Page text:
Before reading further, please understand that wines like rosés are not just mixtures of red and white wines. They are made by a process similar to red wine, but the skins of the grapes are removed before they fully turn the wine a deep shade of red. (Read more about the process of making rosé wine in our previous post How to Choose a Great Rosé.) That said, some experimental wine drinkers delight in mixing red and white wines, producing curious concoctions that either intrigue or disgust (This is the adult equivalent of the way kids mix multiple sodas together at fast food restaurants). While purists will have no part in such playing, some wine drinkers delight in making their own mock blends of “signature” wines this way.
Is it possible to mix red and white wines to create new blends of your own? Yes, it is. Will they be any good? While there’s no guarantee, if your palate is discriminating enough you may just very well be able to come up with a custom mix that suits your fancy (We can’t speak on behalf of your guests, however!). And while your blend will not be a real rosé, it may still exhibit an interesting, rosé-like appearance.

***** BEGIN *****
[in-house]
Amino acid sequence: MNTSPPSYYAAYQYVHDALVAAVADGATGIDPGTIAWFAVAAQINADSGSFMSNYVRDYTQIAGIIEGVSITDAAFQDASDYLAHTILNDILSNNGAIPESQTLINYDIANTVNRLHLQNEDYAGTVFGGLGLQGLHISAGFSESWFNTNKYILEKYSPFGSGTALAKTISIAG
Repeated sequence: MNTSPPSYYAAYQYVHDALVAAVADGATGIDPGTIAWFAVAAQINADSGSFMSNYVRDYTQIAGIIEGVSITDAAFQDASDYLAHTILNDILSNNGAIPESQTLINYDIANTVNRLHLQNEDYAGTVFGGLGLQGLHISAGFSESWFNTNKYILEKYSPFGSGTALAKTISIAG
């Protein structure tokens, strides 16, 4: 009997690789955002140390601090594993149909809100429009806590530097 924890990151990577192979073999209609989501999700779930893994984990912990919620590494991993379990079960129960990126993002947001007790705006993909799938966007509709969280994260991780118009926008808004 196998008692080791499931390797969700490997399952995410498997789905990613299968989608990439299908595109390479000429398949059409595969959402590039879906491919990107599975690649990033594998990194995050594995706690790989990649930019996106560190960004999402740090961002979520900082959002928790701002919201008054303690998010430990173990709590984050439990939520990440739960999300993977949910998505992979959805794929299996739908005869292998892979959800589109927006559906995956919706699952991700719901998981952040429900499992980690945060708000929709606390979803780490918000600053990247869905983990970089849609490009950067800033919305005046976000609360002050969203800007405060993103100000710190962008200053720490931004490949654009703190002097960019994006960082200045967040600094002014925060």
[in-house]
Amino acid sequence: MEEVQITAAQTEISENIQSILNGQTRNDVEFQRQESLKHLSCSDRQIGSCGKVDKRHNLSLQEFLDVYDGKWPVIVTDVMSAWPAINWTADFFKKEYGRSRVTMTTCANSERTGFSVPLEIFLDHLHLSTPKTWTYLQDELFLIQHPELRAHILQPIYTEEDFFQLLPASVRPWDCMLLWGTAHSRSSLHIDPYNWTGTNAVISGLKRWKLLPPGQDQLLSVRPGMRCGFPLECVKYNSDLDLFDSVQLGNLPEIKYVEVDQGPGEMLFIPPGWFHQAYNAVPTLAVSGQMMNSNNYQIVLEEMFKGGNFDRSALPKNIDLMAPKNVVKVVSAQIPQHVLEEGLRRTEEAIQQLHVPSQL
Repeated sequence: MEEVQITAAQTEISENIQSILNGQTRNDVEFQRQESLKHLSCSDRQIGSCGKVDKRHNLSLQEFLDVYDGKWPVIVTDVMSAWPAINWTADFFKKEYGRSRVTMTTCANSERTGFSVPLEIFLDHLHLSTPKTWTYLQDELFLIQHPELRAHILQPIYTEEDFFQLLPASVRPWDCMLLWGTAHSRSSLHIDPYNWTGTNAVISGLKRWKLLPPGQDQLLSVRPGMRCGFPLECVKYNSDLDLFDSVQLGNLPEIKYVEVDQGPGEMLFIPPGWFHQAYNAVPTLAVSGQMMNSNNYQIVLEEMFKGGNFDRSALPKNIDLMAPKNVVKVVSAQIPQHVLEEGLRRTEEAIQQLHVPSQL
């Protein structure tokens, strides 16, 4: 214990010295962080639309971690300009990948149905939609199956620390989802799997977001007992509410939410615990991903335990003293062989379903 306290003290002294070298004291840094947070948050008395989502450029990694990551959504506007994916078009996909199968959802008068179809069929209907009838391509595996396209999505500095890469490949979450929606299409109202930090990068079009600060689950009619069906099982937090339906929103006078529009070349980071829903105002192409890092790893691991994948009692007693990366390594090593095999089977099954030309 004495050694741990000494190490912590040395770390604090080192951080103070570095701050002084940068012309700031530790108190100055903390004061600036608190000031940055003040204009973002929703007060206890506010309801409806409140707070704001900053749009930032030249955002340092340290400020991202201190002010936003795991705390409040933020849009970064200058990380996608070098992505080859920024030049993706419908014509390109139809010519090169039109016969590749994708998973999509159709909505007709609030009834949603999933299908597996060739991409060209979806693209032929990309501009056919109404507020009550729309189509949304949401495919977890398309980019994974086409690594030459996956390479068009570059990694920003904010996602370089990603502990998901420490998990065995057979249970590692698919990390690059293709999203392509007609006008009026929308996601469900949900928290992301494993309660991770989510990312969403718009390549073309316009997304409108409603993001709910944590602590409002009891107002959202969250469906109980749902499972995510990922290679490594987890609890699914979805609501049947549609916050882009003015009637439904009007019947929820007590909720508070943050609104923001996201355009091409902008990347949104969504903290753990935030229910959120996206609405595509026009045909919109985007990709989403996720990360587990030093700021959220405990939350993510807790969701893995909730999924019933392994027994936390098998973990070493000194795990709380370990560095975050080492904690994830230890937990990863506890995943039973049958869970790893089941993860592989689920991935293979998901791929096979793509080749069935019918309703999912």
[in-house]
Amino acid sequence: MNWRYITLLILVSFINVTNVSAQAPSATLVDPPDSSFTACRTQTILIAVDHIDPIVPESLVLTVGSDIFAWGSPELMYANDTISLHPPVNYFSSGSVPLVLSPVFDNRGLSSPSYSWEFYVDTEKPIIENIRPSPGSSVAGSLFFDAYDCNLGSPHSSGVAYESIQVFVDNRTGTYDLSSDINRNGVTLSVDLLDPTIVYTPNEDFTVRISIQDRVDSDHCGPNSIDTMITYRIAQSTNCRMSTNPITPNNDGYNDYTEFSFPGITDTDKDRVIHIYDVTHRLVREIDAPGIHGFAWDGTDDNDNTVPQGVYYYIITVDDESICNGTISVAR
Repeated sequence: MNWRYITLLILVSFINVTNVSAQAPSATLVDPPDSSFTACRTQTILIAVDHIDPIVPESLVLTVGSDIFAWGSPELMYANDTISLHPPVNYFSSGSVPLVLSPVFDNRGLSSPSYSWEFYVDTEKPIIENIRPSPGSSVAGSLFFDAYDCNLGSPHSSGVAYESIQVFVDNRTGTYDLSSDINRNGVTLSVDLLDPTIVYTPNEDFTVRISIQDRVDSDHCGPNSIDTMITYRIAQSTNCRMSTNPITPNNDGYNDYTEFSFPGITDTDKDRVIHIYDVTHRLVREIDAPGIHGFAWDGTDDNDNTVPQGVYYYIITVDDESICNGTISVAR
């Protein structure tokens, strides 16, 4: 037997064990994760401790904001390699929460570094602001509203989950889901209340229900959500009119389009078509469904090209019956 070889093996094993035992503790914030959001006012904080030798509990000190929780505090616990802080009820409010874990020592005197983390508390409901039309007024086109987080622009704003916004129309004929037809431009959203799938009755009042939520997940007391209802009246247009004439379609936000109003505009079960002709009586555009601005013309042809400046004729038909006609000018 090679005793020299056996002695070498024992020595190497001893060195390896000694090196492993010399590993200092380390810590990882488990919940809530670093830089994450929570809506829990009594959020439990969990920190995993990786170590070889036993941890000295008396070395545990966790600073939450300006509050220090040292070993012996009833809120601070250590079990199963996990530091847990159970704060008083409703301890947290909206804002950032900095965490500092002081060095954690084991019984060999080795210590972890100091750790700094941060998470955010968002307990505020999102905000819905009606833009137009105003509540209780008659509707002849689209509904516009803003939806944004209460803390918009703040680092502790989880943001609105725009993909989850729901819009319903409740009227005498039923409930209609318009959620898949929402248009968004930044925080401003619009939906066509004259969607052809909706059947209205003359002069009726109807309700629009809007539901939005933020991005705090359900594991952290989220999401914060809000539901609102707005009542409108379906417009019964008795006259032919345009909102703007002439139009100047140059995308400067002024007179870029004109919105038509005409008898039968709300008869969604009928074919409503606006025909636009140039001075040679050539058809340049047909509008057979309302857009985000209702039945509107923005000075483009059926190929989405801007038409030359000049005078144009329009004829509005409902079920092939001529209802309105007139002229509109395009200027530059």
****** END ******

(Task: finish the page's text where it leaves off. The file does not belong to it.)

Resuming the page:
How should you go about mixing red and white wines? If you want your results to be drinkable, follow these simple steps:
- Decide on the two wines you want to mix.
- Fill a glass halfway with whichever wine has the weaker flavor.
- Add half a shot glass full of the stronger wine.
- Sip, and see what you think. If the flavor is too weak, repeat to steps 3-5.
If you’re lucky, you may have discovered a personalized blend you’re absolutely crazy about. Then again, you may have Frankenstein’s monster on your hands! If so, discard your glass and use a wine preserver like the Napa 4- bottle wine dispenser to keep the unused, untainted portions of your two opened bottles fresh for another time to be enjoyed on their own! Good luck, and happy mixing!